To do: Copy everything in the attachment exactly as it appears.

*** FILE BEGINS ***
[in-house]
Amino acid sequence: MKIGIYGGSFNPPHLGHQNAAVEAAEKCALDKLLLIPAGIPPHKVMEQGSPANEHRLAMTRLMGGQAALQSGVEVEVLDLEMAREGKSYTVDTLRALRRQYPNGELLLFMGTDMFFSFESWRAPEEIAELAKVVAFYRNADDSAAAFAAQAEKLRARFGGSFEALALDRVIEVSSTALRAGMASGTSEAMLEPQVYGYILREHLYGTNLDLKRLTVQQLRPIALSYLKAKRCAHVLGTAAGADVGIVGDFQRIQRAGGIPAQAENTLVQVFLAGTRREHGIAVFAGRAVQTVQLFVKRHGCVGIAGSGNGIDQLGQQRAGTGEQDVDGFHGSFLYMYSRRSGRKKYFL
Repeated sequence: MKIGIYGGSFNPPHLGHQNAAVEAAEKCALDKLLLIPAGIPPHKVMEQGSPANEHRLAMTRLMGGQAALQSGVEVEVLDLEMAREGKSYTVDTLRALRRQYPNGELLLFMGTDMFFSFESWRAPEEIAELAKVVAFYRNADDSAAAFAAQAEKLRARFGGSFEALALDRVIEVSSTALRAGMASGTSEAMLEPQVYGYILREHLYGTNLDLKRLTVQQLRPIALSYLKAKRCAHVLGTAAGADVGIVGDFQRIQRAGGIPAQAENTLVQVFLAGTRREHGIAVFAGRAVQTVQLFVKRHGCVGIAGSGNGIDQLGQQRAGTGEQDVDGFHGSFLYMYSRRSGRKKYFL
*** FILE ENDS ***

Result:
[in-house]
Amino acid sequence: MKIGIYGGSFNPPHLGHQNAAVEAAEKCALDKLLLIPAGIPPHKVMEQGSPANEHRLAMTRLMGGQAALQSGVEVEVLDLEMAREGKSYTVDTLRALRRQYPNGELLLFMGTDMFFSFESWRAPEEIAELAKVVAFYRNADDSAAAFAAQAEKLRARFGGSFEALALDRVIEVSSTALRAGMASGTSEAMLEPQVYGYILREHLYGTNLDLKRLTVQQLRPIALSYLKAKRCAHVLGTAAGADVGIVGDFQRIQRAGGIPAQAENTLVQVFLAGTRREHGIAVFAGRAVQTVQLFVKRHGCVGIAGSGNGIDQLGQQRAGTGEQDVDGFHGSFLYMYSRRSGRKKYFL
Repeated sequence: MKIGIYGGSFNPPHLGHQNAAVEAAEKCALDKLLLIPAGIPPHKVMEQGSPANEHRLAMTRLMGGQAALQSGVEVEVLDLEMAREGKSYTVDTLRALRRQYPNGELLLFMGTDMFFSFESWRAPEEIAELAKVVAFYRNADDSAAAFAAQAEKLRARFGGSFEALALDRVIEVSSTALRAGMASGTSEAMLEPQVYGYILREHLYGTNLDLKRLTVQQLRPIALSYLKAKRCAHVLGTAAGADVGIVGDFQRIQRAGGIPAQAENTLVQVFLAGTRREHGIAVFAGRAVQTVQLFVKRHGCVGIAGSGNGIDQLGQQRAGTGEQDVDGFHGSFLYMYSRRSGRKKYFL